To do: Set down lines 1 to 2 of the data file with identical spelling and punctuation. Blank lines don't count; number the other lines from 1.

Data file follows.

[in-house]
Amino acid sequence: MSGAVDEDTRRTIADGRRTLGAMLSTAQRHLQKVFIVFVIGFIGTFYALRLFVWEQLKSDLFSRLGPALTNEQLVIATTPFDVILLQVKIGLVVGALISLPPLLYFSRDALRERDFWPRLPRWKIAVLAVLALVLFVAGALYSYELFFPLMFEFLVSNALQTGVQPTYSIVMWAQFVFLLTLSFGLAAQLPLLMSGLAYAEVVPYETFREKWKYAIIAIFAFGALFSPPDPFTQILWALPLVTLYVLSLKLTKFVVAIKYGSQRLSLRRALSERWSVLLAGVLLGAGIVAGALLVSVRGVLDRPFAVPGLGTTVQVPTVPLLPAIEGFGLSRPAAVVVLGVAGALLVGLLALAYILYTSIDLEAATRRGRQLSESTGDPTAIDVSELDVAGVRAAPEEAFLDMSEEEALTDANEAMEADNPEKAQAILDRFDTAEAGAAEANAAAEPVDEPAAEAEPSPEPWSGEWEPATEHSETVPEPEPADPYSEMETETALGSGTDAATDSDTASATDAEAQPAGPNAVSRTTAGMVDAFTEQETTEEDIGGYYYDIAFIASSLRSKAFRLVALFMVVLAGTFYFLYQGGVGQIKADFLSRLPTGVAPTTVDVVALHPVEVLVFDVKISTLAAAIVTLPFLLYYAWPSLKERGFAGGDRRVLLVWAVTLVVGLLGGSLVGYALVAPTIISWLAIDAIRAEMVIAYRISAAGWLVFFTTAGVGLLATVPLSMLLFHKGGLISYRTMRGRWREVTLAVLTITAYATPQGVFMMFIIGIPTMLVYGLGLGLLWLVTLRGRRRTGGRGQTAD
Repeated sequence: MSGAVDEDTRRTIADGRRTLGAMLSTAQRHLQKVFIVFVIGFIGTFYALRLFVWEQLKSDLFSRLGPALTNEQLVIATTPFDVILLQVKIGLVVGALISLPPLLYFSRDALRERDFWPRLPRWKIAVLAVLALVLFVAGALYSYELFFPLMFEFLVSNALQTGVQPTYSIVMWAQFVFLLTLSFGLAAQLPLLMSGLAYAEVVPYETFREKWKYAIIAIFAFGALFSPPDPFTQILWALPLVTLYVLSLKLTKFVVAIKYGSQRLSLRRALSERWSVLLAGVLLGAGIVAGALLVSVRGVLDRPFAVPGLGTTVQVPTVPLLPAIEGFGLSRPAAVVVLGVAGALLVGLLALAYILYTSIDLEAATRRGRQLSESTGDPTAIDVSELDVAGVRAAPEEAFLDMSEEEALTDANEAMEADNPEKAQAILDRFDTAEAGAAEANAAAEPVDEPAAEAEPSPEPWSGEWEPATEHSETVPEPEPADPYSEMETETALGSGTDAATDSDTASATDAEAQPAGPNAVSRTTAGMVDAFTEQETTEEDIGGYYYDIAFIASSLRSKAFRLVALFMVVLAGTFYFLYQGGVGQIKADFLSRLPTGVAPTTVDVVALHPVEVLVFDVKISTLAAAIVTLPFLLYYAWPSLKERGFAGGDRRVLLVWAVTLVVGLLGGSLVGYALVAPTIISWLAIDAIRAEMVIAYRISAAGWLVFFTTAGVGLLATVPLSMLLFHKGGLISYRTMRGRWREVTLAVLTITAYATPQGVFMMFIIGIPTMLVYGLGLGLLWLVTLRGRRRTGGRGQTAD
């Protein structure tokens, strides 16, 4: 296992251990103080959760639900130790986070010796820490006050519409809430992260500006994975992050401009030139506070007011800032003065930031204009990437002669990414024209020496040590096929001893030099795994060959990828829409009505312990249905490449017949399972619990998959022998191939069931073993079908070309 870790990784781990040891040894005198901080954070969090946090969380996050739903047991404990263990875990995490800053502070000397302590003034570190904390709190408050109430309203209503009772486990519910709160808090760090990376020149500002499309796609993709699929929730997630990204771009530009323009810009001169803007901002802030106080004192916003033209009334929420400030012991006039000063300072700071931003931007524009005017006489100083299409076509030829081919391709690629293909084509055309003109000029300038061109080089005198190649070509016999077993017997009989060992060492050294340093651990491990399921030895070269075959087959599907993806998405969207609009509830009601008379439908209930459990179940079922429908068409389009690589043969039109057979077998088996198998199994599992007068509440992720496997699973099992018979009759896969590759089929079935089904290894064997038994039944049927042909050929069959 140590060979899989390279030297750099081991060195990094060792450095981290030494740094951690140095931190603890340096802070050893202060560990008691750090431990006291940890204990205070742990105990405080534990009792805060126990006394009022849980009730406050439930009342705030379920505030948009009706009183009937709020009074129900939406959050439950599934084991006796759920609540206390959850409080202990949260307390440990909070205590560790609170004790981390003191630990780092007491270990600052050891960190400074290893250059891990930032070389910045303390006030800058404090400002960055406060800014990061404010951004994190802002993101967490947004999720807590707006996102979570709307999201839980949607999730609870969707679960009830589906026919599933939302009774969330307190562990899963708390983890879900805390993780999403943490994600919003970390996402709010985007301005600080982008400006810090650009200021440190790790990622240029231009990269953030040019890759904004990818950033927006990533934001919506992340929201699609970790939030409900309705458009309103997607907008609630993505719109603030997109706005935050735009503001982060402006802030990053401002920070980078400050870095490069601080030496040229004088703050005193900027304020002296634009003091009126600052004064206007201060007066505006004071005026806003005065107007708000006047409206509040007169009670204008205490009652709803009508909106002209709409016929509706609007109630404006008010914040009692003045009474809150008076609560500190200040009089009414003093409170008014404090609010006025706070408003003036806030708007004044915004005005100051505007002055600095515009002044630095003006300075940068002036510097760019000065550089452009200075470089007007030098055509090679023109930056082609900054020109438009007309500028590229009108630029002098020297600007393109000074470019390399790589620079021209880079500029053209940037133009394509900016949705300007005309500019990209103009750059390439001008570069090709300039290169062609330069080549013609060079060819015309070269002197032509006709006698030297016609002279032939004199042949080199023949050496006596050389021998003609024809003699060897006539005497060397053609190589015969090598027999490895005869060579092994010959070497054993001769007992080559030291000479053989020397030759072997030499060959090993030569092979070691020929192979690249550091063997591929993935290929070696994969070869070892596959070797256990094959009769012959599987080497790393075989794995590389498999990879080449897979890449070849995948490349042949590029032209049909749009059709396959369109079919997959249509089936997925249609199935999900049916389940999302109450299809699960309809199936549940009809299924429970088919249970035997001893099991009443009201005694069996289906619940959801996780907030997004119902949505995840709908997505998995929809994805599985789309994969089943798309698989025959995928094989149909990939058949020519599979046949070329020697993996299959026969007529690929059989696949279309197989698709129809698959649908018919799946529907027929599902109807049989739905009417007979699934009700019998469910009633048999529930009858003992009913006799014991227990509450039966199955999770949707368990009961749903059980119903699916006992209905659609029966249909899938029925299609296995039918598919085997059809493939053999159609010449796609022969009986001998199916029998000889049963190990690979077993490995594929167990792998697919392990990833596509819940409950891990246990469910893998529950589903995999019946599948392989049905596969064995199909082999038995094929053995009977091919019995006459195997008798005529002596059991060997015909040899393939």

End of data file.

[in-house]
Amino acid sequence: MSGAVDEDTRRTIADGRRTLGAMLSTAQRHLQKVFIVFVIGFIGTFYALRLFVWEQLKSDLFSRLGPALTNEQLVIATTPFDVILLQVKIGLVVGALISLPPLLYFSRDALRERDFWPRLPRWKIAVLAVLALVLFVAGALYSYELFFPLMFEFLVSNALQTGVQPTYSIVMWAQFVFLLTLSFGLAAQLPLLMSGLAYAEVVPYETFREKWKYAIIAIFAFGALFSPPDPFTQILWALPLVTLYVLSLKLTKFVVAIKYGSQRLSLRRALSERWSVLLAGVLLGAGIVAGALLVSVRGVLDRPFAVPGLGTTVQVPTVPLLPAIEGFGLSRPAAVVVLGVAGALLVGLLALAYILYTSIDLEAATRRGRQLSESTGDPTAIDVSELDVAGVRAAPEEAFLDMSEEEALTDANEAMEADNPEKAQAILDRFDTAEAGAAEANAAAEPVDEPAAEAEPSPEPWSGEWEPATEHSETVPEPEPADPYSEMETETALGSGTDAATDSDTASATDAEAQPAGPNAVSRTTAGMVDAFTEQETTEEDIGGYYYDIAFIASSLRSKAFRLVALFMVVLAGTFYFLYQGGVGQIKADFLSRLPTGVAPTTVDVVALHPVEVLVFDVKISTLAAAIVTLPFLLYYAWPSLKERGFAGGDRRVLLVWAVTLVVGLLGGSLVGYALVAPTIISWLAIDAIRAEMVIAYRISAAGWLVFFTTAGVGLLATVPLSMLLFHKGGLISYRTMRGRWREVTLAVLTITAYATPQGVFMMFIIGIPTMLVYGLGLGLLWLVTLRGRRRTGGRGQTAD